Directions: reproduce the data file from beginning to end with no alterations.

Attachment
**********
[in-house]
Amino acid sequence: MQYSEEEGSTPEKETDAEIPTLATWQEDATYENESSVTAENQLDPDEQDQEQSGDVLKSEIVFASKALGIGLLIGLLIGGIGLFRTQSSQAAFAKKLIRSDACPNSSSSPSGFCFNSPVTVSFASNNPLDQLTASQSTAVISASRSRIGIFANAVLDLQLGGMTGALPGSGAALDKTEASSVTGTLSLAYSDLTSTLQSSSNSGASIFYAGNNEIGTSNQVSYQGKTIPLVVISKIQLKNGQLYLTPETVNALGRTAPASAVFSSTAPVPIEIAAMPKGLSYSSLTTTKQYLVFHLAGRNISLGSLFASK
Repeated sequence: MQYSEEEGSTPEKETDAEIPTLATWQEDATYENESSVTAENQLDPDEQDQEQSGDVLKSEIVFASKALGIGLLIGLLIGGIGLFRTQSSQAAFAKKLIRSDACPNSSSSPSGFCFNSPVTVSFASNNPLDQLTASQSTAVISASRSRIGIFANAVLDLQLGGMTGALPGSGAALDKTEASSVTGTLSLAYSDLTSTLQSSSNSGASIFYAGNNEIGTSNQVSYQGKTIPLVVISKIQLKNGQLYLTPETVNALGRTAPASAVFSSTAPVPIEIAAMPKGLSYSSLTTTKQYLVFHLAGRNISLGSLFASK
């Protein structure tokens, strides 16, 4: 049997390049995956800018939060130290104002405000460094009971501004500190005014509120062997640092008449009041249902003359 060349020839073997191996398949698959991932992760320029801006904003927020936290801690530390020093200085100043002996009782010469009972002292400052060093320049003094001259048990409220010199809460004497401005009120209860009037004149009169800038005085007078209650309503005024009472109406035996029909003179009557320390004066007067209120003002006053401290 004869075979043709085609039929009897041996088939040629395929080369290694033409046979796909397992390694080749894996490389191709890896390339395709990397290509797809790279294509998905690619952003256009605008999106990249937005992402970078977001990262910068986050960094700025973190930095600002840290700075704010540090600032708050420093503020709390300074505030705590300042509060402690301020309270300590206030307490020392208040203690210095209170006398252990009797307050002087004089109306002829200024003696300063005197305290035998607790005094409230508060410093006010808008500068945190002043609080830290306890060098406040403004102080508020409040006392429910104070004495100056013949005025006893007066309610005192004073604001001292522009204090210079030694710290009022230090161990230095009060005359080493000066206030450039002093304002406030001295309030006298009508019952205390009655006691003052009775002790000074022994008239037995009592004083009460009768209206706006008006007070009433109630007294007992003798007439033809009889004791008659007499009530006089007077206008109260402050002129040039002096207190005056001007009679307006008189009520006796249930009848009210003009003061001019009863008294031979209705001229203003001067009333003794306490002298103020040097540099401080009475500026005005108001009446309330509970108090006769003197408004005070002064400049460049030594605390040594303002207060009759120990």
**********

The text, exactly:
[in-house]
Amino acid sequence: MQYSEEEGSTPEKETDAEIPTLATWQEDATYENESSVTAENQLDPDEQDQEQSGDVLKSEIVFASKALGIGLLIGLLIGGIGLFRTQSSQAAFAKKLIRSDACPNSSSSPSGFCFNSPVTVSFASNNPLDQLTASQSTAVISASRSRIGIFANAVLDLQLGGMTGALPGSGAALDKTEASSVTGTLSLAYSDLTSTLQSSSNSGASIFYAGNNEIGTSNQVSYQGKTIPLVVISKIQLKNGQLYLTPETVNALGRTAPASAVFSSTAPVPIEIAAMPKGLSYSSLTTTKQYLVFHLAGRNISLGSLFASK
Repeated sequence: MQYSEEEGSTPEKETDAEIPTLATWQEDATYENESSVTAENQLDPDEQDQEQSGDVLKSEIVFASKALGIGLLIGLLIGGIGLFRTQSSQAAFAKKLIRSDACPNSSSSPSGFCFNSPVTVSFASNNPLDQLTASQSTAVISASRSRIGIFANAVLDLQLGGMTGALPGSGAALDKTEASSVTGTLSLAYSDLTSTLQSSSNSGASIFYAGNNEIGTSNQVSYQGKTIPLVVISKIQLKNGQLYLTPETVNALGRTAPASAVFSSTAPVPIEIAAMPKGLSYSSLTTTKQYLVFHLAGRNISLGSLFASK
């Protein structure tokens, strides 16, 4: 049997390049995956800018939060130290104002405000460094009971501004500190005014509120062997640092008449009041249902003359 060349020839073997191996398949698959991932992760320029801006904003927020936290801690530390020093200085100043002996009782010469009972002292400052060093320049003094001259048990409220010199809460004497401005009120209860009037004149009169800038005085007078209650309503005024009472109406035996029909003179009557320390004066007067209120003002006053401290 004869075979043709085609039929009897041996088939040629395929080369290694033409046979796909397992390694080749894996490389191709890896390339395709990397290509797809790279294509998905690619952003256009605008999106990249937005992402970078977001990262910068986050960094700025973190930095600002840290700075704010540090600032708050420093503020709390300074505030705590300042509060402690301020309270300590206030307490020392208040203690210095209170006398252990009797307050002087004089109306002829200024003696300063005197305290035998607790005094409230508060410093006010808008500068945190002043609080830290306890060098406040403004102080508020409040006392429910104070004495100056013949005025006893007066309610005192004073604001001292522009204090210079030694710290009022230090161990230095009060005359080493000066206030450039002093304002406030001295309030006298009508019952205390009655006691003052009775002790000074022994008239037995009592004083009460009768209206706006008006007070009433109630007294007992003798007439033809009889004791008659007499009530006089007077206008109260402050002129040039002096207190005056001007009679307006008189009520006796249930009848009210003009003061001019009863008294031979209705001229203003001067009333003794306490002298103020040097540099401080009475500026005005108001009446309330509970108090006769003197408004005070002064400049460049030594605390040594303002207060009759120990």